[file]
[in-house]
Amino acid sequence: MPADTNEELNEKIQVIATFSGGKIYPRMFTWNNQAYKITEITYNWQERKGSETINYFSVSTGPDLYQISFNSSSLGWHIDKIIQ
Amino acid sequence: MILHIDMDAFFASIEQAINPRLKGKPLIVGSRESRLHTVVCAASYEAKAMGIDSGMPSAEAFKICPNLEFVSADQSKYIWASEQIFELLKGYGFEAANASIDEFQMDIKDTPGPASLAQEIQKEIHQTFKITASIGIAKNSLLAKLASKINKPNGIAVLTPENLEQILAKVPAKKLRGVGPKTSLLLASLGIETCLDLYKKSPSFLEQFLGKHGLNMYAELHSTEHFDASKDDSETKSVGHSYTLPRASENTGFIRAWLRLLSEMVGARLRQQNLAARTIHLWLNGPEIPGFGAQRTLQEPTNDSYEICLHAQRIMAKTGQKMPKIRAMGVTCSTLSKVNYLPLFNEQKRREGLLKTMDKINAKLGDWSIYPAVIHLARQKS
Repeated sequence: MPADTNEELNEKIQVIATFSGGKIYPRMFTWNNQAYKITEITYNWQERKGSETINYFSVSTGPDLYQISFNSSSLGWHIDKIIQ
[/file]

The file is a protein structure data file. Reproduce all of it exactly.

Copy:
[in-house]
Amino acid sequence: MPADTNEELNEKIQVIATFSGGKIYPRMFTWNNQAYKITEITYNWQERKGSETINYFSVSTGPDLYQISFNSSSLGWHIDKIIQ
Amino acid sequence: MILHIDMDAFFASIEQAINPRLKGKPLIVGSRESRLHTVVCAASYEAKAMGIDSGMPSAEAFKICPNLEFVSADQSKYIWASEQIFELLKGYGFEAANASIDEFQMDIKDTPGPASLAQEIQKEIHQTFKITASIGIAKNSLLAKLASKINKPNGIAVLTPENLEQILAKVPAKKLRGVGPKTSLLLASLGIETCLDLYKKSPSFLEQFLGKHGLNMYAELHSTEHFDASKDDSETKSVGHSYTLPRASENTGFIRAWLRLLSEMVGARLRQQNLAARTIHLWLNGPEIPGFGAQRTLQEPTNDSYEICLHAQRIMAKTGQKMPKIRAMGVTCSTLSKVNYLPLFNEQKRREGLLKTMDKINAKLGDWSIYPAVIHLARQKS
Repeated sequence: MPADTNEELNEKIQVIATFSGGKIYPRMFTWNNQAYKITEITYNWQERKGSETINYFSVSTGPDLYQISFNSSSLGWHIDKIIQ